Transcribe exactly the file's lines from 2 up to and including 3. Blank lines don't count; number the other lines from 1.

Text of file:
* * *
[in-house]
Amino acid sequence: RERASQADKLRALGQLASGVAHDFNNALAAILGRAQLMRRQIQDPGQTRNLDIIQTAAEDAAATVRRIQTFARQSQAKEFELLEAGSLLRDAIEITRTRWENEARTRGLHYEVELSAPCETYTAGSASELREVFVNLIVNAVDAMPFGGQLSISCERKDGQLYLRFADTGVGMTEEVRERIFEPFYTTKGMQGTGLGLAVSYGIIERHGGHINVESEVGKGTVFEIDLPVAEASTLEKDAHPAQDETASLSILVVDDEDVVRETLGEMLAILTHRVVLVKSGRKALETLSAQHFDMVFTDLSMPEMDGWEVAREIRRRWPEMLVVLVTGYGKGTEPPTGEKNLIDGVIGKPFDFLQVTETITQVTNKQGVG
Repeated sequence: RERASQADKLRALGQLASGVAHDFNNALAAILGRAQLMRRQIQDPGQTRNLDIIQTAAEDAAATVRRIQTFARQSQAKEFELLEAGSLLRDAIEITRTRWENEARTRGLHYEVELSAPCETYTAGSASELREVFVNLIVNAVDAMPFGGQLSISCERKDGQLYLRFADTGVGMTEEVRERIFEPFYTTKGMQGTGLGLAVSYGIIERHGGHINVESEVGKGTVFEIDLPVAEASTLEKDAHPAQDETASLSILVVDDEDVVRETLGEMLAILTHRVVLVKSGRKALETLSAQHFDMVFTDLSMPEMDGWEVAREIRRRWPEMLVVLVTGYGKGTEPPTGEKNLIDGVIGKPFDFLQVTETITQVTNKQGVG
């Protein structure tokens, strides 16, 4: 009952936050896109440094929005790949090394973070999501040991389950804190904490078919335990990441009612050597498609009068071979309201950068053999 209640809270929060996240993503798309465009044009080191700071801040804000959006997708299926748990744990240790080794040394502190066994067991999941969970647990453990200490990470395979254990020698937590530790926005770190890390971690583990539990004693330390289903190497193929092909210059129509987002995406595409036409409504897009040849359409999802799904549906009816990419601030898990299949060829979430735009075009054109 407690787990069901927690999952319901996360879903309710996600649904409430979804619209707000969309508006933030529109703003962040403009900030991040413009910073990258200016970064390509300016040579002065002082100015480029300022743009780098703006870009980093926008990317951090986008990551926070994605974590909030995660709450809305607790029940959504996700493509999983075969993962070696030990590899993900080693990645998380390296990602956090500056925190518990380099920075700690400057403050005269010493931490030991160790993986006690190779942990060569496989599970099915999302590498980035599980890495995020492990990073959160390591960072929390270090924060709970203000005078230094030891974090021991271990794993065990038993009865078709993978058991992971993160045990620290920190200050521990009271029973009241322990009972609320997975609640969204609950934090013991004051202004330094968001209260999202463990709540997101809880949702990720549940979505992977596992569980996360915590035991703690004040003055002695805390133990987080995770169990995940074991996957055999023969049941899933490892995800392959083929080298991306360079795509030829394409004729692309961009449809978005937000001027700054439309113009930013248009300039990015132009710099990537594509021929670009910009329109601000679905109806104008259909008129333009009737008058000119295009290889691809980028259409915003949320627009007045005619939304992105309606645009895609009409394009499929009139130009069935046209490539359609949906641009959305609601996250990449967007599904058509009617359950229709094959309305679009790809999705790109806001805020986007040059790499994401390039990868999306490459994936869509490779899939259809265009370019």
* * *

Amino acid sequence: RERASQADKLRALGQLASGVAHDFNNALAAILGRAQLMRRQIQDPGQTRNLDIIQTAAEDAAATVRRIQTFARQSQAKEFELLEAGSLLRDAIEITRTRWENEARTRGLHYEVELSAPCETYTAGSASELREVFVNLIVNAVDAMPFGGQLSISCERKDGQLYLRFADTGVGMTEEVRERIFEPFYTTKGMQGTGLGLAVSYGIIERHGGHINVESEVGKGTVFEIDLPVAEASTLEKDAHPAQDETASLSILVVDDEDVVRETLGEMLAILTHRVVLVKSGRKALETLSAQHFDMVFTDLSMPEMDGWEVAREIRRRWPEMLVVLVTGYGKGTEPPTGEKNLIDGVIGKPFDFLQVTETITQVTNKQGVG
Repeated sequence: RERASQADKLRALGQLASGVAHDFNNALAAILGRAQLMRRQIQDPGQTRNLDIIQTAAEDAAATVRRIQTFARQSQAKEFELLEAGSLLRDAIEITRTRWENEARTRGLHYEVELSAPCETYTAGSASELREVFVNLIVNAVDAMPFGGQLSISCERKDGQLYLRFADTGVGMTEEVRERIFEPFYTTKGMQGTGLGLAVSYGIIERHGGHINVESEVGKGTVFEIDLPVAEASTLEKDAHPAQDETASLSILVVDDEDVVRETLGEMLAILTHRVVLVKSGRKALETLSAQHFDMVFTDLSMPEMDGWEVAREIRRRWPEMLVVLVTGYGKGTEPPTGEKNLIDGVIGKPFDFLQVTETITQVTNKQGVG